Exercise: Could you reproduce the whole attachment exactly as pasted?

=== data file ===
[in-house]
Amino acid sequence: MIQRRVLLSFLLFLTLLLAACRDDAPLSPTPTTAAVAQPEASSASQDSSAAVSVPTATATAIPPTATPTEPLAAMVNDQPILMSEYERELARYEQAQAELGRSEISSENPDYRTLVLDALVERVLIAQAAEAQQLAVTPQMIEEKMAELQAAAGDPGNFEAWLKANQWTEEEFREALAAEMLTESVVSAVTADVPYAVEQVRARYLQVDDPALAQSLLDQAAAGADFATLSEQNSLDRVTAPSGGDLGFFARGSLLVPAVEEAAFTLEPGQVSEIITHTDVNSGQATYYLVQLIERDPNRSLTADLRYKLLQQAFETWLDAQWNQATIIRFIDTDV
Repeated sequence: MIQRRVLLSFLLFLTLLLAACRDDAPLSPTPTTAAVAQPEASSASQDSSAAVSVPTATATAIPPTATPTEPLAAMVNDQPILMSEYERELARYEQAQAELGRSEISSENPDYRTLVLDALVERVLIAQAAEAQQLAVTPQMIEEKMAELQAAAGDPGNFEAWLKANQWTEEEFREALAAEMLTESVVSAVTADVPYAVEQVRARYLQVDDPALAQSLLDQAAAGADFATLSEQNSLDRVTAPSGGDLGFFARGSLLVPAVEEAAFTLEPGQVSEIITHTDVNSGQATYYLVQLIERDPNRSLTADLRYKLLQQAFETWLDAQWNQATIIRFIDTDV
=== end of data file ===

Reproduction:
[in-house]
Amino acid sequence: MIQRRVLLSFLLFLTLLLAACRDDAPLSPTPTTAAVAQPEASSASQDSSAAVSVPTATATAIPPTATPTEPLAAMVNDQPILMSEYERELARYEQAQAELGRSEISSENPDYRTLVLDALVERVLIAQAAEAQQLAVTPQMIEEKMAELQAAAGDPGNFEAWLKANQWTEEEFREALAAEMLTESVVSAVTADVPYAVEQVRARYLQVDDPALAQSLLDQAAAGADFATLSEQNSLDRVTAPSGGDLGFFARGSLLVPAVEEAAFTLEPGQVSEIITHTDVNSGQATYYLVQLIERDPNRSLTADLRYKLLQQAFETWLDAQWNQATIIRFIDTDV
Repeated sequence: MIQRRVLLSFLLFLTLLLAACRDDAPLSPTPTTAAVAQPEASSASQDSSAAVSVPTATATAIPPTATPTEPLAAMVNDQPILMSEYERELARYEQAQAELGRSEISSENPDYRTLVLDALVERVLIAQAAEAQQLAVTPQMIEEKMAELQAAAGDPGNFEAWLKANQWTEEEFREALAAEMLTESVVSAVTADVPYAVEQVRARYLQVDDPALAQSLLDQAAAGADFATLSEQNSLDRVTAPSGGDLGFFARGSLLVPAVEEAAFTLEPGQVSEIITHTDVNSGQATYYLVQLIERDPNRSLTADLRYKLLQQAFETWLDAQWNQATIIRFIDTDV